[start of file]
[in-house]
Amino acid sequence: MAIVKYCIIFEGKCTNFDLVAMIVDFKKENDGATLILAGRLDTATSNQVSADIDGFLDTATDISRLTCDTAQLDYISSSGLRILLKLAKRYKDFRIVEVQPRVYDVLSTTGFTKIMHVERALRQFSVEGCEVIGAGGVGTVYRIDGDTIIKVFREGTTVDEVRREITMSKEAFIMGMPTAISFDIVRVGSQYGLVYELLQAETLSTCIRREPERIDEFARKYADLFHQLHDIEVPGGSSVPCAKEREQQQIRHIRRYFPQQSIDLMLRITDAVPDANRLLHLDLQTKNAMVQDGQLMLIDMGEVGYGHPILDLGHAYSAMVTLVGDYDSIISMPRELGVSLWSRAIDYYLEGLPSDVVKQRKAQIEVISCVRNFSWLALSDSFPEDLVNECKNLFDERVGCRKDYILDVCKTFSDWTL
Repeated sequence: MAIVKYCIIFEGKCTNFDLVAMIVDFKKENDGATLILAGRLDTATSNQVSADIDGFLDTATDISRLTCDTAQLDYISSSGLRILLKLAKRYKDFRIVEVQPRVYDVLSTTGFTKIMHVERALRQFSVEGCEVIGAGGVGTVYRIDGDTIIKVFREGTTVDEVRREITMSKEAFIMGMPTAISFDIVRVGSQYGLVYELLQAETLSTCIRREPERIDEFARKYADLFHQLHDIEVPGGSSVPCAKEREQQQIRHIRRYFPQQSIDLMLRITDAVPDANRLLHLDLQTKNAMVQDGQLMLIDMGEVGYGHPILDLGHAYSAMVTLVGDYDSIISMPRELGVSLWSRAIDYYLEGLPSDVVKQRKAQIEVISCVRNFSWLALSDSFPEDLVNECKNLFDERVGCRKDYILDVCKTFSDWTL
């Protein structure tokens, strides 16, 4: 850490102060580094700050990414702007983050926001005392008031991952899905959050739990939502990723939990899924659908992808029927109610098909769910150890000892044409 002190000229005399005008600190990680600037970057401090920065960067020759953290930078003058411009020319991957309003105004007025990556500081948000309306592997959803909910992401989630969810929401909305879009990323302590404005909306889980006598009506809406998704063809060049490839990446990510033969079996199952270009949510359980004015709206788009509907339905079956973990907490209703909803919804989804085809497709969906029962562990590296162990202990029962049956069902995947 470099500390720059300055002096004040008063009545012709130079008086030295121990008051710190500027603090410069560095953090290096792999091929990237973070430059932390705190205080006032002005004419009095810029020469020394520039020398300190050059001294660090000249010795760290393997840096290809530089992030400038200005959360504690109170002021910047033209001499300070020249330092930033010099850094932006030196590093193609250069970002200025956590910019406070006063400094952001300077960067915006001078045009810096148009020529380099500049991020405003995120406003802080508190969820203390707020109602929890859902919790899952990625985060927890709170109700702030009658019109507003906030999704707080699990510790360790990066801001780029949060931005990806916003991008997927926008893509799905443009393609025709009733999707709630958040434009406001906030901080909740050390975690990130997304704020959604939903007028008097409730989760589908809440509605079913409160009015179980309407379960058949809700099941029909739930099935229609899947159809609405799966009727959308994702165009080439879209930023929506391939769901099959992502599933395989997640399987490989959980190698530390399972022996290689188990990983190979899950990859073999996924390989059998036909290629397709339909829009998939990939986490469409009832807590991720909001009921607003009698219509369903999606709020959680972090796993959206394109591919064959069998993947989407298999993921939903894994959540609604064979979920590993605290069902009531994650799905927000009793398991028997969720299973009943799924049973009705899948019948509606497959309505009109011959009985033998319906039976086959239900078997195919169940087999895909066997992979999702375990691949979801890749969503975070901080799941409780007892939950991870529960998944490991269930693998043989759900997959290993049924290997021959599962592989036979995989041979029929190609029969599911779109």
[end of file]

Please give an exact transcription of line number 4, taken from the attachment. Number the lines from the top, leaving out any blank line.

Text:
């Protein structure tokens, strides 16, 4: 850490102060580094700050990414702007983050926001005392008031991952899905959050739990939502990723939990899924659908992808029927109610098909769910150890000892044409 002190000229005399005008600190990680600037970057401090920065960067020759953290930078003058411009020319991957309003105004007025990556500081948000309306592997959803909910992401989630969810929401909305879009990323302590404005909306889980006598009506809406998704063809060049490839990446990510033969079996199952270009949510359980004015709206788009509907339905079956973990907490209703909803919804989804085809497709969906029962562990590296162990202990029962049956069902995947 470099500390720059300055002096004040008063009545012709130079008086030295121990008051710190500027603090410069560095953090290096792999091929990237973070430059932390705190205080006032002005004419009095810029020469020394520039020398300190050059001294660090000249010795760290393997840096290809530089992030400038200005959360504690109170002021910047033209001499300070020249330092930033010099850094932006030196590093193609250069970002200025956590910019406070006063400094952001300077960067915006001078045009810096148009020529380099500049991020405003995120406003802080508190969820203390707020109602929890859902919790899952990625985060927890709170109700702030009658019109507003906030999704707080699990510790360790990066801001780029949060931005990806916003991008997927926008893509799905443009393609025709009733999707709630958040434009406001906030901080909740050390975690990130997304704020959604939903007028008097409730989760589908809440509605079913409160009015179980309407379960058949809700099941029909739930099935229609899947159809609405799966009727959308994702165009080439879209930023929506391939769901099959992502599933395989997640399987490989959980190698530390399972022996290689188990990983190979899950990859073999996924390989059998036909290629397709339909829009998939990939986490469409009832807590991720909001009921607003009698219509369903999606709020959680972090796993959206394109591919064959069998993947989407298999993921939903894994959540609604064979979920590993605290069902009531994650799905927000009793398991028997969720299973009943799924049973009705899948019948509606497959309505009109011959009985033998319906039976086959239900078997195919169940087999895909066997992979999702375990691949979801890749969503975070901080799941409780007892939950991870529960998944490991269930693998043989759900997959290993049924290997021959599962592989036979995989041979029929190609029969599911779109």